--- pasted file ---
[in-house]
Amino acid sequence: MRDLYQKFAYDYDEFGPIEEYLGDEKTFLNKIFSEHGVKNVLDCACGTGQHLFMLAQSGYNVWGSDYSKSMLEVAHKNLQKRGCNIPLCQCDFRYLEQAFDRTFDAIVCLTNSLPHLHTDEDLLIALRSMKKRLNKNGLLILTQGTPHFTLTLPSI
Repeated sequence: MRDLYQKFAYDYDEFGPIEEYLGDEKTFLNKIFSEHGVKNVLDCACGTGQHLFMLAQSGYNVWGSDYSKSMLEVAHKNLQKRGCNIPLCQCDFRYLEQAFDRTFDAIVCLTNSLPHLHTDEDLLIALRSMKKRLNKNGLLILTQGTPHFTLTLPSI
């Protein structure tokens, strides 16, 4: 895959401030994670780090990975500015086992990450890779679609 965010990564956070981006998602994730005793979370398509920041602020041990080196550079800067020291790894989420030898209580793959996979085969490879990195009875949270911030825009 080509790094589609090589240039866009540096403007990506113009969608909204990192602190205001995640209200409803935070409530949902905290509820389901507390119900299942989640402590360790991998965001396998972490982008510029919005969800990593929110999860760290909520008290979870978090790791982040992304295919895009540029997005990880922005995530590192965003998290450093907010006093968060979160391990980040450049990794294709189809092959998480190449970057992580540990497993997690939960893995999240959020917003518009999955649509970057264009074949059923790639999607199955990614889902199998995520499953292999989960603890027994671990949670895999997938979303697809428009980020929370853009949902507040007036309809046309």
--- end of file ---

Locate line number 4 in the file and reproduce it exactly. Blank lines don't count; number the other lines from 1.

């Protein structure tokens, strides 16, 4: 895959401030994670780090990975500015086992990450890779679609 965010990564956070981006998602994730005793979370398509920041602020041990080196550079800067020291790894989420030898209580793959996979085969490879990195009875949270911030825009 080509790094589609090589240039866009540096403007990506113009969608909204990192602190205001995640209200409803935070409530949902905290509820389901507390119900299942989640402590360790991998965001396998972490982008510029919005969800990593929110999860760290909520008290979870978090790791982040992304295919895009540029997005990880922005995530590192965003998290450093907010006093968060979160391990980040450049990794294709189809092959998480190449970057992580540990497993997690939960893995999240959020917003518009999955649509970057264009074949059923790639999607199955990614889902199998995520499953292999989960603890027994671990949670895999997938979303697809428009980020929370853009949902507040007036309809046309």